Matt Klentak scribbled a list of names Wednesday afternoon and folded the sheet of paper into his back pocket just in case he had trouble remembering the acquisitions the Phillies made since the end of the offseason -- which the general manager previously labeled as “exceptionally excellent.”
He wrote down names such as Jay Bruce and Brad Miller; Drew Smyly and Jason Vargas; Blake Parker and Mike Morin; Logan Morrison and an infielder named Jose Pirela; and Corey Dickerson and Dan Straily, who were added just hours earlier.
Wednesday, Klentak said before a 5-1 loss to the Giants at Citizens Bank Park, was more than just baseball’s trade deadline. Instead, the general manager said, it was the “culmination of two months of roster building.”
But it took just a few more hours to see the holes that were not filled by Klentak’s sheet of paper.
The Phillies made a slew of additions over the last two months, but they still left their two biggest deficiencies -- the bullpen and starting rotation -- rather thin. And it was those two units -- which they tried over the last two months to patch together -- that did the Phillies in Wednesday night.
“We explored all that,” Kletak said of making bigger additions. “And obviously we got what we got.”
Vince Velasquez and Adam Morgan combined for five runs in the sixth inning to dig a hole that proved too deep once the Phillies finally rallied.
Velasquez started the sixth with a walk and a two-run homer by Buster Posey. Pulled back and forth between the rotation and bullpen, Velasquez pitched five strong innings before running into trouble in the sixth. He was reminded that five innings is usually the limit for a Phillies starter not named Aaron Nola.
“We asked him to go out there and elevate his fastball and he went out there and elevated his fastball,” manager Gabe Kapler said. “We asked him to not pick at the bottom of the zone and he did exactly what we were looking for and gave us five strong innings of work and he wasn’t able to get through the sixth for us.”
Morgan relieved and allowed a homer on his second pitch and a two-run homer on his 12th. Morgan has had a fine season, but he was pushed into an inopportune situation.
Pablo Sandoval, who greeted him with that first homer, feasts on left-handed pitching. Yet the Phillies bullpen does not have many other options for that spot besides the left-handed Morgan.
“We had Morgan as our number one option out of the 'pen going into the game based on their lineup construction. We had a game plan to go quickly to Morgan in leverage situations even earlier in the game like we did knowing that we had some left behind him,” Kapler said.
“I don’t think Mo had his best stuff. I didn’t think the ball was coming out the way it normally does. That’s something I’d like to talk to him about before I determine if that was the case or not. That’s what it looked like from the dugout.”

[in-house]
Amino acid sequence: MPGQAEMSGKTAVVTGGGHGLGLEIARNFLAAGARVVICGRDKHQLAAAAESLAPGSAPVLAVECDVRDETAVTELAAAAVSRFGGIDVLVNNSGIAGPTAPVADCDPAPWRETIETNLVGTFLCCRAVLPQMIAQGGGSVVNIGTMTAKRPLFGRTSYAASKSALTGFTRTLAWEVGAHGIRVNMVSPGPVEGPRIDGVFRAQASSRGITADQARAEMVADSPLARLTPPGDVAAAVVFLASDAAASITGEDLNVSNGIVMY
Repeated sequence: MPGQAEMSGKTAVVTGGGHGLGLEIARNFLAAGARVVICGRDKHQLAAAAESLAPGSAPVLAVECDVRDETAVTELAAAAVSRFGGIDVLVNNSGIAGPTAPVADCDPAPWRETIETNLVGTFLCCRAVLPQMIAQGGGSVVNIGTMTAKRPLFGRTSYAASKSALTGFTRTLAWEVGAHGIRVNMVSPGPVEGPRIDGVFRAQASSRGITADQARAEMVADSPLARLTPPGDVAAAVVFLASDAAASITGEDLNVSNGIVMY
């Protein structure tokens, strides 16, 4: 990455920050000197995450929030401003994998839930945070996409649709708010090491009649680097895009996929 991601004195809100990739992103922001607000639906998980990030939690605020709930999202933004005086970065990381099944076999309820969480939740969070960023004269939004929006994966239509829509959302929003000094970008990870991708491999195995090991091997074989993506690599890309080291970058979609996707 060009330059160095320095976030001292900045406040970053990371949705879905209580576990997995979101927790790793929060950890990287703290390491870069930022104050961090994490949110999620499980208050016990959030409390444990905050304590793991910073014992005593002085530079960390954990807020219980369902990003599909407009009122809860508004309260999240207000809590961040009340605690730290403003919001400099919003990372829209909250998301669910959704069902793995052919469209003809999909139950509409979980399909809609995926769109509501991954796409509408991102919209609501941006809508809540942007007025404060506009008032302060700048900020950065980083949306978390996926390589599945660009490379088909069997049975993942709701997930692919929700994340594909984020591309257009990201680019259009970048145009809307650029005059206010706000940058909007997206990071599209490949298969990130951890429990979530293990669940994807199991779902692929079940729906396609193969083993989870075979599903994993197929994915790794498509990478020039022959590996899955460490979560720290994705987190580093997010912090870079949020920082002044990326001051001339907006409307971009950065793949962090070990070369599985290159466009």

In a flash, the Phillies were down five runs. And that was enough to make their rally in the seventh carry little threat. The Phillies had runners on second and third with no outs, but they were already down five.
The lineup struggled against Giants starter Jeff Samardzija, who used his cutter to allow just three hits in six scoreless innings. And it did not seem to matter much that they were finally putting something together against the bullpen.
Bryce Harper walked and J.T. Realmuto doubled before Adam Haseley scored Harper with a groundout. The rally ended with just one run after Maikel Franco popped up. The Phillies were still down four. And that was too much.
Wednesday night was not the first time that the rotation and bullpen have struggled this season, but it is the first time this season that they have struggled without the thought that reinforcements could be on the way. The trade deadline is over. Two months of roster building have ended.
The Phillies answered their struggling rotation by signing Smyly, trading a double-A catcher for Vargas, and buying Straily so they can stash him in triple A.
The bullpen -- missing the three big-ticket relievers the team signed the last two winters -- has been taxed by injuries. So the Phillies signed Morin and Parker after Minnesota jettisoned them. They’ll hope Nick Pivetta and Zach Eflin -- the latter pitched the ninth inning -- can transition to relievers after being bumped from the rotation.
No more help is on the way. The Phillies have what they have.
“I’ve said time and time again, we like the group of guys that we have in here,” Rhys Hoskins said. “We’re confident in this bunch. We just have to get rolling. That’s all it is.”